Initially I was thinking of a score in the lower 60's, but after half an hour it becomes notably more complex.
Taste: A simple fruitiness with plenty of rough edges. This resembles the profile of some recent official bottlings.
Score: 69 points - certainly not boring, but it's not quite refined enough for a score in the 70's.
Edradour 10yo 1993/2004 Burgundy Finish (57.4%, OB, cask #04/13/3, 458 bottles)
Nose: Wowie! Big and fruity. Mint. Spices and some very mild organics. Cinnamon.
It's quite spectacular, although I can't really identify a lot of the specific aroma's.
Taste: Eugh... Very herbal start. it's not exactly perfumy, but it comes close.
Cinnamon. An aspirin bitterness in the finish. Oh, how it falls from grace. Too bad...
Score: 82 points - this is a malt you have to work at. Not MOTR, that much is certain...
Edradour 30yo 1973/2003 (53.4%, OB, Butt #97)
Nose: Very well balanced with plumes and organics. Hints of 'Maggi'. A very pleasant surprise.
Taste: was very satisfying as well; pretty much everything there. This is good stuff.
Score: 88 points - without a doubt the best Edradour I've tried so far...
Edradour 10yo (40%, OB, Bottled +/- 2001, Pernod Ricard)
Nose: Unbalanced start with sour vomit notes. Soapy. Sherried. Farmy, organic notes. Woody. Sweet.
Dusty. Interesting development; very sour after 10 minutes. Later on more smoke emerges - and more soap.
Meanwhile the sherry notes grow stronger. Lemon sweets after 20 minutes. Nuttier with 5 drops of water.
Taste: Ough! Very strange at the start. Soap. Molasses & Mint. Eucalyptus? Malty. Slightly oily. Old vomit.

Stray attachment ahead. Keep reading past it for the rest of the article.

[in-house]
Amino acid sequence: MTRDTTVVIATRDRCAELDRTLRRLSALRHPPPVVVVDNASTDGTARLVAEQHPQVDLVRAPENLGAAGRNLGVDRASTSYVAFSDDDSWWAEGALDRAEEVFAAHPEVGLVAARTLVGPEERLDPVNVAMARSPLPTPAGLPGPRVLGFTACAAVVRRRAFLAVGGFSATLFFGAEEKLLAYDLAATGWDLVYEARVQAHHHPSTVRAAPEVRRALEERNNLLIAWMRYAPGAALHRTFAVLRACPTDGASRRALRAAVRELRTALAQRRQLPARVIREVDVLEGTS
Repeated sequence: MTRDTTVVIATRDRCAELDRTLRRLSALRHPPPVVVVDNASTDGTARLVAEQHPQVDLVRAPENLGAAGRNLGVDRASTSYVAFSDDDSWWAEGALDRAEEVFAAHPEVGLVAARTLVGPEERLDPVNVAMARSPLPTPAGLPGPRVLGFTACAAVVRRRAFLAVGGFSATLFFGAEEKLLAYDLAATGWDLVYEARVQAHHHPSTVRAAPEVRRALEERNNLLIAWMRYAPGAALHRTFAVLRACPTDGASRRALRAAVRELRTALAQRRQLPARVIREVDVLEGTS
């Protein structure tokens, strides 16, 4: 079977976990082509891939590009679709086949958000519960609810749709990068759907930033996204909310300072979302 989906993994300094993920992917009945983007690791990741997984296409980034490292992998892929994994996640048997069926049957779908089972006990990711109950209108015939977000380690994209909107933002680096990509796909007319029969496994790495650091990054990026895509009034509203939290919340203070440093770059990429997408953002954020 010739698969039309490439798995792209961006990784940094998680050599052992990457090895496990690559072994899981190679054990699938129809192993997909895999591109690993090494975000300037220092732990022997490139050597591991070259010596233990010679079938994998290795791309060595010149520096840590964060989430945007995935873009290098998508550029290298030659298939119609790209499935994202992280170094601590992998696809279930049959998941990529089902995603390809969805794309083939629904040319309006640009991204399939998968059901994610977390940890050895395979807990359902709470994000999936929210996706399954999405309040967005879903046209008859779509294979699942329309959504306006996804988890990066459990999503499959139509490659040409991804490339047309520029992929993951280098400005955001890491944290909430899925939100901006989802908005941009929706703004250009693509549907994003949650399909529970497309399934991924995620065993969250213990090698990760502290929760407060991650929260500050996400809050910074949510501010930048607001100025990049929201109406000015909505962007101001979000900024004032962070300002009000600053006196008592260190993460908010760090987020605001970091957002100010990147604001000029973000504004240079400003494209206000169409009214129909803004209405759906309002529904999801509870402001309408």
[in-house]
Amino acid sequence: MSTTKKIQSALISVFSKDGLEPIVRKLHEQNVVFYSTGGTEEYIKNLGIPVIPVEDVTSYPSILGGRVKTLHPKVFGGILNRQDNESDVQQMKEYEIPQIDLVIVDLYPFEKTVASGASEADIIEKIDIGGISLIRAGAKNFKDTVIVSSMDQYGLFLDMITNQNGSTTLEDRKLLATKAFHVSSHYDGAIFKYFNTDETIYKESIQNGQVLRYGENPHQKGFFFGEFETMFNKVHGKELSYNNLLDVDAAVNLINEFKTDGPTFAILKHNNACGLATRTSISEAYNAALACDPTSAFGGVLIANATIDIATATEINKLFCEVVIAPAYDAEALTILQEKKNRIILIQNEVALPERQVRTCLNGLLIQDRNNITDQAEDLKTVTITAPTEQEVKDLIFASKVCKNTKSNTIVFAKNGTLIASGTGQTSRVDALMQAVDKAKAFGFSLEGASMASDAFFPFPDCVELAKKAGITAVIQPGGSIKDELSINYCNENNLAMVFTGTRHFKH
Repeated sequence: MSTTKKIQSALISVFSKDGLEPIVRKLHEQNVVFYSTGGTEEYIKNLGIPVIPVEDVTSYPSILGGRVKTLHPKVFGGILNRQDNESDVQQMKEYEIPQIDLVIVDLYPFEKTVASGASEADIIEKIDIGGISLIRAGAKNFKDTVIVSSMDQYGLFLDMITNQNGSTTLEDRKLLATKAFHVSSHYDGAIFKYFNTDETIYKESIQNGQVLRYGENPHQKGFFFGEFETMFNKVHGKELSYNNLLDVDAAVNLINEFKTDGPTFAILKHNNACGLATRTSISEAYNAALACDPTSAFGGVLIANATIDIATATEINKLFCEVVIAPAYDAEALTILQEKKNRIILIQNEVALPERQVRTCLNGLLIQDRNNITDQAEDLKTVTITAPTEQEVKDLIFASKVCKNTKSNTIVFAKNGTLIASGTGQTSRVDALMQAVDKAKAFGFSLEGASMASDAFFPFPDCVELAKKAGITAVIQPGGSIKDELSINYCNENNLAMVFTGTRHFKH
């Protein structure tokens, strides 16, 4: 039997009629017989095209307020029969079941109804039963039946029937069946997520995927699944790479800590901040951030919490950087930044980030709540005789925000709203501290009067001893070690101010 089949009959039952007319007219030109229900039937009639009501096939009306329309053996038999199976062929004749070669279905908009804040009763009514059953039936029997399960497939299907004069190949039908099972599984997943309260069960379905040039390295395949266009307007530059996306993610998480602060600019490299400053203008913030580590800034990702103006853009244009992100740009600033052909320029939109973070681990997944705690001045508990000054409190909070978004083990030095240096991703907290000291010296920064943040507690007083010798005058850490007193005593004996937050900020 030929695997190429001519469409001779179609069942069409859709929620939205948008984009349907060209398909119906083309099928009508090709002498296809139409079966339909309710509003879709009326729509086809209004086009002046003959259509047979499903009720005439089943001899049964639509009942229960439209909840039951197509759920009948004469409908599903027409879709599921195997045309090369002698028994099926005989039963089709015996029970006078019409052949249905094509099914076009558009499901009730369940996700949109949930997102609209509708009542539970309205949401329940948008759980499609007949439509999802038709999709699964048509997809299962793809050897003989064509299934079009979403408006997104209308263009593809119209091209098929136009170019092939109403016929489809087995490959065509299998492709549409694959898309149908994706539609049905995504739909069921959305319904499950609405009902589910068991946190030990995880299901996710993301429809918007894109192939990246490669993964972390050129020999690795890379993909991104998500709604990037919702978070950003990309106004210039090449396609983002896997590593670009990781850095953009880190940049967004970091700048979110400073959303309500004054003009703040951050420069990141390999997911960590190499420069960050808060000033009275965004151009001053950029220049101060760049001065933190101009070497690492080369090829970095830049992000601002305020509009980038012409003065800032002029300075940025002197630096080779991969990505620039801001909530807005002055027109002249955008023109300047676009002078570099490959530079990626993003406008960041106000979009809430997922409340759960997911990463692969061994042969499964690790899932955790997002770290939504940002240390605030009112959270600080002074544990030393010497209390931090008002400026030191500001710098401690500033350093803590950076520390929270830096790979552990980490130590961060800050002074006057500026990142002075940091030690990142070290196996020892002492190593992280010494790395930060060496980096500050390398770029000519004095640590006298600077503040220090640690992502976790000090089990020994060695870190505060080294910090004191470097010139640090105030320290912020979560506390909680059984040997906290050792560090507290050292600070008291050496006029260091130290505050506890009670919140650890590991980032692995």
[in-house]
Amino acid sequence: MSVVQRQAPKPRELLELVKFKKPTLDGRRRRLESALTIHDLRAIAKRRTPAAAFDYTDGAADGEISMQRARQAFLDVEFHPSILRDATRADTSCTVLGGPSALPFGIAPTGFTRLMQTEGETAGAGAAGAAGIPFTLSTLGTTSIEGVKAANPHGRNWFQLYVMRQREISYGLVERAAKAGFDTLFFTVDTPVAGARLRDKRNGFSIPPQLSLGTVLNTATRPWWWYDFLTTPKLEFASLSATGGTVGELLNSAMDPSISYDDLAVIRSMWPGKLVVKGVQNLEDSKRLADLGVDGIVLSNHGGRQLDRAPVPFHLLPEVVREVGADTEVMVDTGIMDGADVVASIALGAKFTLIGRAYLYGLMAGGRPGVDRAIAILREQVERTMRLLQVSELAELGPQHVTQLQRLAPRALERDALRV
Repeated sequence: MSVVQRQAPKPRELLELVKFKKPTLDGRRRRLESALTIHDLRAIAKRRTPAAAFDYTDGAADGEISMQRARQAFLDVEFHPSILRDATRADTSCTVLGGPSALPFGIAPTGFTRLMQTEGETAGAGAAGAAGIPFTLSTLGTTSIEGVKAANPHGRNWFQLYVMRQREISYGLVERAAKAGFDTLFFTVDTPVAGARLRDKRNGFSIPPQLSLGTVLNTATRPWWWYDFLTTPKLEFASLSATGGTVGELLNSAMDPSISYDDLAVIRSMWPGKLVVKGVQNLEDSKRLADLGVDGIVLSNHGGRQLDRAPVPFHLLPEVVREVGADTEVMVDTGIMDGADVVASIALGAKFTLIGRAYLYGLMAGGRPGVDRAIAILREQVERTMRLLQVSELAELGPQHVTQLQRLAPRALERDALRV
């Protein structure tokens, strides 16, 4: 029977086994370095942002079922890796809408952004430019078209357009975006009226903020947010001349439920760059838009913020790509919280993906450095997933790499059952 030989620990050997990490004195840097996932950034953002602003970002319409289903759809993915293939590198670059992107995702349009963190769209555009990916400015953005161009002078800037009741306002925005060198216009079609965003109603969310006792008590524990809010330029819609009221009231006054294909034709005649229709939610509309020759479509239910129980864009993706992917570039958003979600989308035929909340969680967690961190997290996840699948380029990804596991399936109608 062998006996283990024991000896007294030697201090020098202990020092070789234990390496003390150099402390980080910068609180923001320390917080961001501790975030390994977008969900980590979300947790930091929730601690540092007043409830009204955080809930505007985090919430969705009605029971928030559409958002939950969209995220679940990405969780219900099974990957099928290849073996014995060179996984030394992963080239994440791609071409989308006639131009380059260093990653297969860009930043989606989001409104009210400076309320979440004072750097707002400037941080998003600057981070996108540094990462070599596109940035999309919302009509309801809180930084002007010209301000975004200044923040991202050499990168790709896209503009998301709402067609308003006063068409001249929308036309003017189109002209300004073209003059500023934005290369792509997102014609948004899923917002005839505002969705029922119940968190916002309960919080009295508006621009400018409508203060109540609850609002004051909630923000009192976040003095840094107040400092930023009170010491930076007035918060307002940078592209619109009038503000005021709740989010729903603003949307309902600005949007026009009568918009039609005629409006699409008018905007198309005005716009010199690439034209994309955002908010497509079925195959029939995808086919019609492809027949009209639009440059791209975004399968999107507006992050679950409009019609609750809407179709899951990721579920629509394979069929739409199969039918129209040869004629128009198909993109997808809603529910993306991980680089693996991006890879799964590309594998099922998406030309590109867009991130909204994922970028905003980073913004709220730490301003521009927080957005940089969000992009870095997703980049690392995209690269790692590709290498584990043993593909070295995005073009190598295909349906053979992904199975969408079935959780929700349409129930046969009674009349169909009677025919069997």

Rotting wood. A very unpleasant chemical undercurrent. Bitter. With time, it grows even worse. Stomach acid.
Score: 42 points - the taste of this whisky is really horrific! Batch variation or a bad cork?
Edradour 10yo (40%, OB, Bottled +/- 1998, Campbell, 70cl)
Nose: Soft and malty. Nothing offensive in the nose, but nothing to fall in love with either.
Taste: Malty and smooth. It reminded me a bit of the Dufftown 10yo OB - but less complex.
Score: 70 points - just a few points below average. Perfectly drinkable but no high flyer.
Apart from the main 'brand' Edradour, the distillery also produces the peatier Ballechin whisky;
Ballechin NAS '5th Release' Marsala Cask Matured' (46%, OB, Peated, Bottled 2010)
Nose: Light, sweet, spicy peat. Refreshing! Quite sweet as well. A whiff of warm milk. Nice development.
More meaty notes emerge after five minutes. It grows more austere over time with more organics.
Taste: Sweet and peaty start, followed by a smokier centre. It reminded me of a young Laphroaig.
The accent moves further towards smoke and tar later on. The sweetness lingers in the finish for a long time.
Score: 85 points - this is by far my favourite release so far; each one is better than the last!
Ballechin NAS '4th Release' Oloroso Sherry Casks Matured (46%, OB, Bottled 2009, 6000 Bts.)
Nose: Solid and malty with diesel and peat emerging after a few seconds. Fruity undercurrent.